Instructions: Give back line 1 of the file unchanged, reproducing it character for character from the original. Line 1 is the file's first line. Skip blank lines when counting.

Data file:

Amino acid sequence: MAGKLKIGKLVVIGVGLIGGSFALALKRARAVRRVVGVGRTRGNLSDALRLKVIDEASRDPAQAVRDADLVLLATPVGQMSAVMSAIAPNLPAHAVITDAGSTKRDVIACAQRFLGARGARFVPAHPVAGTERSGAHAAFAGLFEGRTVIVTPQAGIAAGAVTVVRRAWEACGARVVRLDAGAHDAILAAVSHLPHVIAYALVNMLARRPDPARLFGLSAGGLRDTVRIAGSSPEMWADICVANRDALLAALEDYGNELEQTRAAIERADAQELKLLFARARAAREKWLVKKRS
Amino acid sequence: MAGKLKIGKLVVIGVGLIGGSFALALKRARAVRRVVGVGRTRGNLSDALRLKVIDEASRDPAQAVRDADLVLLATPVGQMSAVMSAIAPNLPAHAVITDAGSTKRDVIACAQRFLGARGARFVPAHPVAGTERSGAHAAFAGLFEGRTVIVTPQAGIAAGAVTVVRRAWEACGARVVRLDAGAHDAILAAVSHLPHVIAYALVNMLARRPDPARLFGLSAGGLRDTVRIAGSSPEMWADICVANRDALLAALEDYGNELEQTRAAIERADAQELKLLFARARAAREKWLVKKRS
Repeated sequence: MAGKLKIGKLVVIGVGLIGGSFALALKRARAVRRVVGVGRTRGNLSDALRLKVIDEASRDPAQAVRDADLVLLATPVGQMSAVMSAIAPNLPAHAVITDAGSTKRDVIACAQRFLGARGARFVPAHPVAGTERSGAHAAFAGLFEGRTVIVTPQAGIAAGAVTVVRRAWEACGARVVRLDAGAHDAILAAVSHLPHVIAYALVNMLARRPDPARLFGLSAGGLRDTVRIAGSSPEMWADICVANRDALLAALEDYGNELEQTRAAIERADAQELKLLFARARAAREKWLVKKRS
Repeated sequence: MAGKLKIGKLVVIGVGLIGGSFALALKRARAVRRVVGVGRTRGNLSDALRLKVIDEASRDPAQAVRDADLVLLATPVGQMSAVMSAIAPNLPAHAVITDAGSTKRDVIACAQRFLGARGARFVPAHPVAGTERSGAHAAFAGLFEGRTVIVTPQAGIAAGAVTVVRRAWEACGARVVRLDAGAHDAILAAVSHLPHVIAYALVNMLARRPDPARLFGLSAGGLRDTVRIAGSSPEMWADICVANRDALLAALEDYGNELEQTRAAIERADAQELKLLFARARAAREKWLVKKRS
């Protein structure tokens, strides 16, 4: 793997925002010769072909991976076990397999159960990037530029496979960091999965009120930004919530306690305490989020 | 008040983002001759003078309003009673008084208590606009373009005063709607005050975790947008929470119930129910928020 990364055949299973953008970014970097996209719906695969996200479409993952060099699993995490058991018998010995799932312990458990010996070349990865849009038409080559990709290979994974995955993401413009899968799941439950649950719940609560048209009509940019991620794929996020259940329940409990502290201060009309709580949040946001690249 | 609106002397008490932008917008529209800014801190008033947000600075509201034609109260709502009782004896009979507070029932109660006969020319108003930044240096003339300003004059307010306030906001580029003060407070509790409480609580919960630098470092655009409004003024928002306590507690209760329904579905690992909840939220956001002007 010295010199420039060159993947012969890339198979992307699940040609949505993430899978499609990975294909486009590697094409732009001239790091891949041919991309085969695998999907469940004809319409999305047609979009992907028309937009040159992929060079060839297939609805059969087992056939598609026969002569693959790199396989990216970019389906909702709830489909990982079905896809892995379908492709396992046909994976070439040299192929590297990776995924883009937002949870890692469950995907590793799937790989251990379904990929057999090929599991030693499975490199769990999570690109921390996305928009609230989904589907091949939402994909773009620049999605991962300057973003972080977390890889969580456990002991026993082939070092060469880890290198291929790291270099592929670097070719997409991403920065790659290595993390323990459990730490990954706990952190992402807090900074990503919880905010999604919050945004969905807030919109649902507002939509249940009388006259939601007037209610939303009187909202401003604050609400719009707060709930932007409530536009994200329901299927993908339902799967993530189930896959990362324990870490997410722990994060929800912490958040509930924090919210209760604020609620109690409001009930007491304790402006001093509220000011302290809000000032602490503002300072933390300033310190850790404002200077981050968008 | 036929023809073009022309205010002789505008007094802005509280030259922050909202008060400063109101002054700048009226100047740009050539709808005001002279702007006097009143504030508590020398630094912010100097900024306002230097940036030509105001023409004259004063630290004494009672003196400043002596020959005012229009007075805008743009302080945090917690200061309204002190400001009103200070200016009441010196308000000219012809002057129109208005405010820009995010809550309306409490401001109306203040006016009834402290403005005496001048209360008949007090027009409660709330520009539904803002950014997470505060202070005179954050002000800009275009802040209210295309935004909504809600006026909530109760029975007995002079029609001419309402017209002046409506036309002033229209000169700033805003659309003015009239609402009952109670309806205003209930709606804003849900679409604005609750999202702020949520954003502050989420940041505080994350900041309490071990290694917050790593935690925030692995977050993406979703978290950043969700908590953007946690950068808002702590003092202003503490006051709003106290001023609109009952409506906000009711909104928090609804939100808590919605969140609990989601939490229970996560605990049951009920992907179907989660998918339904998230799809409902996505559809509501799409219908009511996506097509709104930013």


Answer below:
Amino acid sequence: MAGKLKIGKLVVIGVGLIGGSFALALKRARAVRRVVGVGRTRGNLSDALRLKVIDEASRDPAQAVRDADLVLLATPVGQMSAVMSAIAPNLPAHAVITDAGSTKRDVIACAQRFLGARGARFVPAHPVAGTERSGAHAAFAGLFEGRTVIVTPQAGIAAGAVTVVRRAWEACGARVVRLDAGAHDAILAAVSHLPHVIAYALVNMLARRPDPARLFGLSAGGLRDTVRIAGSSPEMWADICVANRDALLAALEDYGNELEQTRAAIERADAQELKLLFARARAAREKWLVKKRS